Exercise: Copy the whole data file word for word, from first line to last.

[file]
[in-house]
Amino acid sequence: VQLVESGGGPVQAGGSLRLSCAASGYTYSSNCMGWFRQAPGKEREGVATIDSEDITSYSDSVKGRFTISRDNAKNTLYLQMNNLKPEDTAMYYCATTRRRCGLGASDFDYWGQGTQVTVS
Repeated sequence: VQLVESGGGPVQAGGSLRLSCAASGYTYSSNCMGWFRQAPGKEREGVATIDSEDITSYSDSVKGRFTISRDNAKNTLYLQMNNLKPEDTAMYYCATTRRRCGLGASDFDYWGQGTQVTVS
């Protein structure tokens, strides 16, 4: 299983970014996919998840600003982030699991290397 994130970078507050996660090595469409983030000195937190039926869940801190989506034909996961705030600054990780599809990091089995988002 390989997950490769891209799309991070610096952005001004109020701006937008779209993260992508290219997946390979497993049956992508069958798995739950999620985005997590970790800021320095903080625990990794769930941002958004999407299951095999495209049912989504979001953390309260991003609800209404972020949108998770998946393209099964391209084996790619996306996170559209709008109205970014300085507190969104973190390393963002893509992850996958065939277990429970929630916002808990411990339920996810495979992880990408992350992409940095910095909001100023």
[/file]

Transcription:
[in-house]
Amino acid sequence: VQLVESGGGPVQAGGSLRLSCAASGYTYSSNCMGWFRQAPGKEREGVATIDSEDITSYSDSVKGRFTISRDNAKNTLYLQMNNLKPEDTAMYYCATTRRRCGLGASDFDYWGQGTQVTVS
Repeated sequence: VQLVESGGGPVQAGGSLRLSCAASGYTYSSNCMGWFRQAPGKEREGVATIDSEDITSYSDSVKGRFTISRDNAKNTLYLQMNNLKPEDTAMYYCATTRRRCGLGASDFDYWGQGTQVTVS
């Protein structure tokens, strides 16, 4: 299983970014996919998840600003982030699991290397 994130970078507050996660090595469409983030000195937190039926869940801190989506034909996961705030600054990780599809990091089995988002 390989997950490769891209799309991070610096952005001004109020701006937008779209993260992508290219997946390979497993049956992508069958798995739950999620985005997590970790800021320095903080625990990794769930941002958004999407299951095999495209049912989504979001953390309260991003609800209404972020949108998770998946393209099964391209084996790619996306996170559209709008109205970014300085507190969104973190390393963002893509992850996958065939277990429970929630916002808990411990339920996810495979992880990408992350992409940095910095909001100023």